“Why does it feel like I’m being punished?” I whispered to no one in particular. It wasn’t my fault I didn’t love business or biology.
My backpack strap suddenly ripped apart, not used to being carried around for this long.
“Fuck! Fucking fuck fuck fuck!” A surge of anger came over me. “Arghh!” I threw a stupid little rock at the closest tree. I missed. Tears started to form in my eyes as I let my body fall to the ground, not wanting to keep standing. My backpack was ripped: I had no home, no money, no friends, and no job. “Fuck.” I repeated. Curling up in a ball was the only thing I could do.
“Hey there.” A voice materialized in the air next to me. I got up faster than I thought I had in me. A girl was standing in front me, not much taller than I was. Even in the dimly lit area of the park I could see that she had this really striking electric blue hair, but it wasn’t overstated or unnatural. It just seemed natural to her. Her eyes were fixated on me with an incredibly piercing gaze, to the point that I felt like if I lost eye contact with her I would hurt her feelings.
“Um, hey.” I said, surprised at how shaky my own voice sounded. “I was just napping.”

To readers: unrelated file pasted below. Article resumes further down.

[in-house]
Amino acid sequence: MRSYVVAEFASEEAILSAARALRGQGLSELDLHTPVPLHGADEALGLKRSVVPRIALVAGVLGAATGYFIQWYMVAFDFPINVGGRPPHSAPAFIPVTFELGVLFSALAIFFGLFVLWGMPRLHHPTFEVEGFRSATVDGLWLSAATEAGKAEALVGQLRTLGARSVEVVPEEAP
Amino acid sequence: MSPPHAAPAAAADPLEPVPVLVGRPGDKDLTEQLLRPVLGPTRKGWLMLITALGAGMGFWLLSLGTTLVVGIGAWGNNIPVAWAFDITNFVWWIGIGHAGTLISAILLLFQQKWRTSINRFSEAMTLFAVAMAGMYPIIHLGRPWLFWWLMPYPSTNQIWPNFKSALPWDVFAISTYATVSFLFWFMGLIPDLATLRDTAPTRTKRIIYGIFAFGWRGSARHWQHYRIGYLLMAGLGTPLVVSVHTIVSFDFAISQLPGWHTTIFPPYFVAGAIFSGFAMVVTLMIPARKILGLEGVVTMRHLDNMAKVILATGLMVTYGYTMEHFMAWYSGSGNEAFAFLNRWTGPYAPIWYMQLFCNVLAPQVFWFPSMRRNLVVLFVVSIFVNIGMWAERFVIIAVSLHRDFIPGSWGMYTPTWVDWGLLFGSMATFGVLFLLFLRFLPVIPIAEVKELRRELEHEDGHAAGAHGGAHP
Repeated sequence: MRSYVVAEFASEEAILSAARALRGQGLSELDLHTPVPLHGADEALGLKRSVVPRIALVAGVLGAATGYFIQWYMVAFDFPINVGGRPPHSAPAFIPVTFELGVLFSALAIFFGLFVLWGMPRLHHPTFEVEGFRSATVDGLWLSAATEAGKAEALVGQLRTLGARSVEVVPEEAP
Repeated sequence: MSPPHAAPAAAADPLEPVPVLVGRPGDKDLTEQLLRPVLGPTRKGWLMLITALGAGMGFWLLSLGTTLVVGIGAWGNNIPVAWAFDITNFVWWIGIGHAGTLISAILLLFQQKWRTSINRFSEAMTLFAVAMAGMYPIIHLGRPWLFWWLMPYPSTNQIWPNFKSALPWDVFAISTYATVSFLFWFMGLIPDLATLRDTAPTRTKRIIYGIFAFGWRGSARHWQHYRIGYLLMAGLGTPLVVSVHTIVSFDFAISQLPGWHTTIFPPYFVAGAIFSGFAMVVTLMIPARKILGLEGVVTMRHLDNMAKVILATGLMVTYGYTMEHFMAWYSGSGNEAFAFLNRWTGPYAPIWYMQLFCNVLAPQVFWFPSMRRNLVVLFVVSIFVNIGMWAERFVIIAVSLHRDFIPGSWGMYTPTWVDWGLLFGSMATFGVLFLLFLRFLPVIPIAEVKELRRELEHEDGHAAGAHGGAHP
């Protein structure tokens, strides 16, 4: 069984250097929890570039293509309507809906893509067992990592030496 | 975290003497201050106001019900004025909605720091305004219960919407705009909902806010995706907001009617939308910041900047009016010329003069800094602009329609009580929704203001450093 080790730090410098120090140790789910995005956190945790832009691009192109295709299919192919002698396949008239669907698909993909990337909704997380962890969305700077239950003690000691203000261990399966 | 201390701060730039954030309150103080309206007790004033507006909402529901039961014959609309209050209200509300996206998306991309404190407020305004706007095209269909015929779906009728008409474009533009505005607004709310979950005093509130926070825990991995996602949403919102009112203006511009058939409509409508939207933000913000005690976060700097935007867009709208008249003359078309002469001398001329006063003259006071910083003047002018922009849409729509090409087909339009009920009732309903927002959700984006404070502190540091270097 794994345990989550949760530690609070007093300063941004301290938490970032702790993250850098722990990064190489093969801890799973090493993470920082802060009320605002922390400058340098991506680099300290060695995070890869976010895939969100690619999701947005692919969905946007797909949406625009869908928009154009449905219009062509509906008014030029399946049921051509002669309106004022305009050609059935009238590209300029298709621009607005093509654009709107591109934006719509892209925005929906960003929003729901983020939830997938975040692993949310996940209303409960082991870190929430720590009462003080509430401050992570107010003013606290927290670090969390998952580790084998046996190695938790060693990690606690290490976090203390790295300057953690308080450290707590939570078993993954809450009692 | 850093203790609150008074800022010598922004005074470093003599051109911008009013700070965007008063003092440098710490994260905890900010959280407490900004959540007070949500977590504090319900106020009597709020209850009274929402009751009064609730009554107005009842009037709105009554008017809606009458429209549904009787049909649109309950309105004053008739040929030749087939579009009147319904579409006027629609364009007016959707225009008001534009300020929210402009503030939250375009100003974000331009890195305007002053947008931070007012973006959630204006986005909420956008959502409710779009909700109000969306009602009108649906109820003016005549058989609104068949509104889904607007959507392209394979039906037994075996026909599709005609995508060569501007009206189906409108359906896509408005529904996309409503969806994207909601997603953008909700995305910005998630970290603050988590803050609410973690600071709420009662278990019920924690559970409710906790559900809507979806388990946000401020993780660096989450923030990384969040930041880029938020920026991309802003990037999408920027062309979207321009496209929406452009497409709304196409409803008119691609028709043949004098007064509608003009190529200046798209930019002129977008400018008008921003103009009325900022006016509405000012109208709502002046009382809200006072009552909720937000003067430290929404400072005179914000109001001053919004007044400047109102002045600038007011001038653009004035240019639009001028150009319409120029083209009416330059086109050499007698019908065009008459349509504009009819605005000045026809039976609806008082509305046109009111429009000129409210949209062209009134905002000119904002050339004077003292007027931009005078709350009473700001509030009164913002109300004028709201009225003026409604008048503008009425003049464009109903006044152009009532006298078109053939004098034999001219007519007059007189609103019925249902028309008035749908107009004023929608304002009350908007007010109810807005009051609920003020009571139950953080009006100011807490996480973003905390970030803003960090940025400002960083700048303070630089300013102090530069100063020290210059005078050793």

She put her hands on her hips, not really convinced by my obviously fake version of reality.
“If napping involves cussing loudly and throwing rocks, then let me tell you I’ve been napping wrong for years.”
All I could do was muster a kind of half smile and nod. I’ve never really been good around people I didn’t know, and I didn’t really feel like I had the energy to pretend to be sociable.
“Yeah, haha.” I squeezed out. She started looking around, taking in the scenery.
“My name’s Cecilia by the way. I like to be called Celia though. Feel like Cecilia has always been too much of a mouthful. Plus, the old Simon and Garfunkel song makes it kind of cool.” She seemed to pick up that I wasn’t really listening.
“Hey, I was just going for a walk and you’re kind of in the middle of the path you know. It’s dangerous to be in the park alone at night. Do you have somewhere to go?”